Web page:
Yesterday, chief executive of the Scottish Rugby Union Mark Dodson expressed a desire to bring more non-Scottish players into Scottish rugby and the national team. A statement like this from a Tier I officials should send all Tier II officials to the phones to let Bernard Lapasset how dangerous this can be.
For those who don’t know, Dodson’s statement arises from the successful integration of winger Tim Visser into the national team. Visser was born and raised in the Netherlands and is the son of a former member of the Dutch national team (He also has a brother, Sep, who has also played for the Netherlands). After being spotted in the Amsterdam Sevens, Visser went to England to play school rugby. From there he signed a contract with Newcastle. He didn’t see too much time for the club and even went out on loan for a time. Eventually, Visser signed for Edinburgh where his career took off. For the last two seasons Visser has been a try machine where he caught the eye of many people, including the Scottish national team.
Visser turned down chances to play for the Dutch team so that he could represent Scotland. In order to be eligible to play for Scotland he had to complete three years of residency in Scotland. That time came due this last summer, and he was immediately called into the national team.
For Scotland and Visser, things worked out well, but not so much for the Dutch. When you hear the name Netherlands you don’t think rugby, you think football (soccer) or even baseball. The team plays in the European Nations Cup First Division (they were just relegated from the First Division B which featured Belgium, Moldova, Poland, Czech Republic, and Germany). The Dutch team only features two players that aren’t based in the Netherlands—Sep Visser and Giorgi Tskitshivilli, who plays in France. So even with Visser on the team it probably wouldn’t improve the Netherlands results. Why is this even such a big deal?
It’s a big deal because of the precedent that it sets. Without getting into a discussion about nationality, the idea that Tier I nations are seeking to plunder the best talent from Tier II and developing nations is wrong for the game. For instance, what is to stop a team in Scotland or Italy from only promising a contract to a player for overseas if they commit to playing for Scotland or Italy? True, Italy, Scotland, Wales, and Ireland only have a limited number of spaces for national team players, but taking the best away from everyone else goes against the fairness of the game. If Scotland consistently struggles to beat the other Six Nations countries, then that is their problem. They need to look internally into their own country’s problems and come up with a solution rather than stealing players from other nations.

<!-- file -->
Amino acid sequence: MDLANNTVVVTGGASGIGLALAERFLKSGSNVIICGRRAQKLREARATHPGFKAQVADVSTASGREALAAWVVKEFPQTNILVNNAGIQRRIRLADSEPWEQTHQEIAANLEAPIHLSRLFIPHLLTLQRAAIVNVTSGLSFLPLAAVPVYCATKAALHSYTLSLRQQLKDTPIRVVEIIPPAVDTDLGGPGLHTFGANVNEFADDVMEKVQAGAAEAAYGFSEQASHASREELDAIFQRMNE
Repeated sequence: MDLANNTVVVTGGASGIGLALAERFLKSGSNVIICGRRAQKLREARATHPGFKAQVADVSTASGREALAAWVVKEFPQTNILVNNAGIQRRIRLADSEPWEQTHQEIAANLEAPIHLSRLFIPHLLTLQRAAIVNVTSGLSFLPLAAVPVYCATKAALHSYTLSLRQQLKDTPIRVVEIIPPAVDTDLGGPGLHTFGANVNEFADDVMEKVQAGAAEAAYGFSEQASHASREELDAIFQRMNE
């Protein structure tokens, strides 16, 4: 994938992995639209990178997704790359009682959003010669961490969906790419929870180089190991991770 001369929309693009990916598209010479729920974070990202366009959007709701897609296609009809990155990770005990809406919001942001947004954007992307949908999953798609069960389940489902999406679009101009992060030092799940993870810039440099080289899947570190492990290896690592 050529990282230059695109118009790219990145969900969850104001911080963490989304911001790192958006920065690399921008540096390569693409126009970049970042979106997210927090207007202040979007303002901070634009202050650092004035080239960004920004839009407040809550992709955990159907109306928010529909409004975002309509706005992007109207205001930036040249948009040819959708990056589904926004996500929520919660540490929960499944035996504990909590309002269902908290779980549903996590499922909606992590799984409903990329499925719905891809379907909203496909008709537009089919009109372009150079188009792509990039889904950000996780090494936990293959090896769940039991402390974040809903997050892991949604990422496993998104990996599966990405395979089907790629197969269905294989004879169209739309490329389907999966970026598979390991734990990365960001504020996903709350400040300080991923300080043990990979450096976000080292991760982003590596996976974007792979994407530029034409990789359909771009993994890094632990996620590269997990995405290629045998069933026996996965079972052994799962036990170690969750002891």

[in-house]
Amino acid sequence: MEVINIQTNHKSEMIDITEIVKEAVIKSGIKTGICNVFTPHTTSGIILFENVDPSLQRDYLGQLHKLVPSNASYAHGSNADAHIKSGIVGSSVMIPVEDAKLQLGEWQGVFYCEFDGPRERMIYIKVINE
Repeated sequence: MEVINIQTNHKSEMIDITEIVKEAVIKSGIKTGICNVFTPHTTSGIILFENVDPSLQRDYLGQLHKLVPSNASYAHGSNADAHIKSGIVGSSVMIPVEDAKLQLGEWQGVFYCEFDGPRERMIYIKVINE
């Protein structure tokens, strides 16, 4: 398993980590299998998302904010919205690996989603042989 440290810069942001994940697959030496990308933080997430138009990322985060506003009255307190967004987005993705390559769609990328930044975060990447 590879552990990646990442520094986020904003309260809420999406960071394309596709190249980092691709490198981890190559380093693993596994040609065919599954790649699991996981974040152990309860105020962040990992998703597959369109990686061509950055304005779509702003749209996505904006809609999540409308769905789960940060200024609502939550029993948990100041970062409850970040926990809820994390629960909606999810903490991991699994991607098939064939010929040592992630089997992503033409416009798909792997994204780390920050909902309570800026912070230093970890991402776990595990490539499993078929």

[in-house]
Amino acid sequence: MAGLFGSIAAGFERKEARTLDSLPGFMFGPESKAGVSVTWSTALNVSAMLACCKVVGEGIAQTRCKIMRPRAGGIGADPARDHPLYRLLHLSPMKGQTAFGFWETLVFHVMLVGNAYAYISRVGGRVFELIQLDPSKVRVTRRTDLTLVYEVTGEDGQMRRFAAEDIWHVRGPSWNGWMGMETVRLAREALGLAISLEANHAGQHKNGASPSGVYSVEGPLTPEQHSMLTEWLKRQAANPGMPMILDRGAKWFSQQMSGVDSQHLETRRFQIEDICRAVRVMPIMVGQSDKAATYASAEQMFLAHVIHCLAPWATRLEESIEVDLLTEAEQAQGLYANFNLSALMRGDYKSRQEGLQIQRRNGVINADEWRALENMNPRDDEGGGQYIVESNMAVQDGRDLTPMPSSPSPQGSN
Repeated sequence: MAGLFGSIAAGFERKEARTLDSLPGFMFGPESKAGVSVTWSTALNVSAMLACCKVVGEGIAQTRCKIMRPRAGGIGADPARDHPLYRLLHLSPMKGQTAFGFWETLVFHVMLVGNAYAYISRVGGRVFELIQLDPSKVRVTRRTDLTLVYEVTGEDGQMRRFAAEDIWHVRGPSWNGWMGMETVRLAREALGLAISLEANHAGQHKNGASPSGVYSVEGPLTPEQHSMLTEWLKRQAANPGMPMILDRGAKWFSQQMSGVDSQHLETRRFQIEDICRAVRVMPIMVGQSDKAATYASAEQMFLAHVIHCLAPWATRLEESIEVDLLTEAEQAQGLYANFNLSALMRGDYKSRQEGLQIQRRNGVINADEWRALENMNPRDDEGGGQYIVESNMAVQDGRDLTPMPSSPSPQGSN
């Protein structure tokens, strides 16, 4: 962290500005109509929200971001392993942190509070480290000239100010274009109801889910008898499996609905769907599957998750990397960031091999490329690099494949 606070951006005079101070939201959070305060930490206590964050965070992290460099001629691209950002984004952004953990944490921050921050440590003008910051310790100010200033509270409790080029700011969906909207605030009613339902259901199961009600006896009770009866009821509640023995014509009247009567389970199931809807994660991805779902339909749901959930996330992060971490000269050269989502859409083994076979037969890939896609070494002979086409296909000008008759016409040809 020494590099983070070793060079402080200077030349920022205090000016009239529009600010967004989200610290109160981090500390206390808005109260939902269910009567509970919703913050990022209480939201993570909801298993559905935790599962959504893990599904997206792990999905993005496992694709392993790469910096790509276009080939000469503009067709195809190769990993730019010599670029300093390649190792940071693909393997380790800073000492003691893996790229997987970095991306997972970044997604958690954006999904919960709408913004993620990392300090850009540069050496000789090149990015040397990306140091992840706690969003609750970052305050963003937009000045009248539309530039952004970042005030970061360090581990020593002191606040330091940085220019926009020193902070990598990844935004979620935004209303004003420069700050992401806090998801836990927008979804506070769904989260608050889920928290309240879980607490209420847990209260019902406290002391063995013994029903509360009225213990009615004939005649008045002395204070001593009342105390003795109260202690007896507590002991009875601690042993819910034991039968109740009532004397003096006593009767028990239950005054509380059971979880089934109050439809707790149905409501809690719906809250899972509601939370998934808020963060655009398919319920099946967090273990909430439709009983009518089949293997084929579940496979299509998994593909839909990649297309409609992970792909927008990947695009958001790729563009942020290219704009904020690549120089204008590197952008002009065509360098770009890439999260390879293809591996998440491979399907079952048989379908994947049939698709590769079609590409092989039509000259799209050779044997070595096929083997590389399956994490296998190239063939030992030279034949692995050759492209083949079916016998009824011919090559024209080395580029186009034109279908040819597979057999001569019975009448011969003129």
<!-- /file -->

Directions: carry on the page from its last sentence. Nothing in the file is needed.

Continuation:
So how does this impact the United States? First, it should be noted that many Tier II nations have relied on players that have gained residency and then played for the Eagles. However, none of these players were ever going to play for their host country. As much as Hayden Smith was an excellent lock, he was never going to pull on a Wallabies shirt. The real impact on international rugby is shown with the example of Hanno Dirksen.
Dirksen and his family moved to America from South Africa when he was a teenager. The Eagles head coach at the time, Scott Johnson, brought Dirksen into the national team and played him in a non-cap match. Later, when Johnson left the Eagles for a position with Ospreys, he helped get Dirksen a spot at Truro College. Later he signed with Ospreys where he has been a breakout player. Last year Dirksen announced that he intended to wait until 2014 in order to play for Wales.
Now, at that point in his life Dirksen would have spent as much time in the UK has he had in the U.S., so it’s hard to blame him for wanting to represent Wales. But what has to be the most disappointing for U.S.A. Rugby is the fact that they put resources and time into developing Dirksen. If they had know that he was going to leave them for Wales they would have put their resources elsewhere.
Because Tier II nations do not have a vast amount of rugby resources and tools at their disposal to develop young players, they have to rely on Tier I nations’ resources. It’s unfair for a Tier II nation to have a seventeen year old be fortunate enough to land a spot on an Premiership academy team only to see him capped for the other nation.
The IRB needs to step up and put in place firm guidelines for handling players from non-Tier I nations. There need to be guarantees that players who take the opportunity to learn the game in a Tier I nation will not be poached. Improving non-Tier I nations is only good for the game. Which would Mr. Dodson choose, a winger who may help them win one more game at the Six Nations, or an improved playing field in world rugby that produces even more players like Visser and improves the quality of international play?
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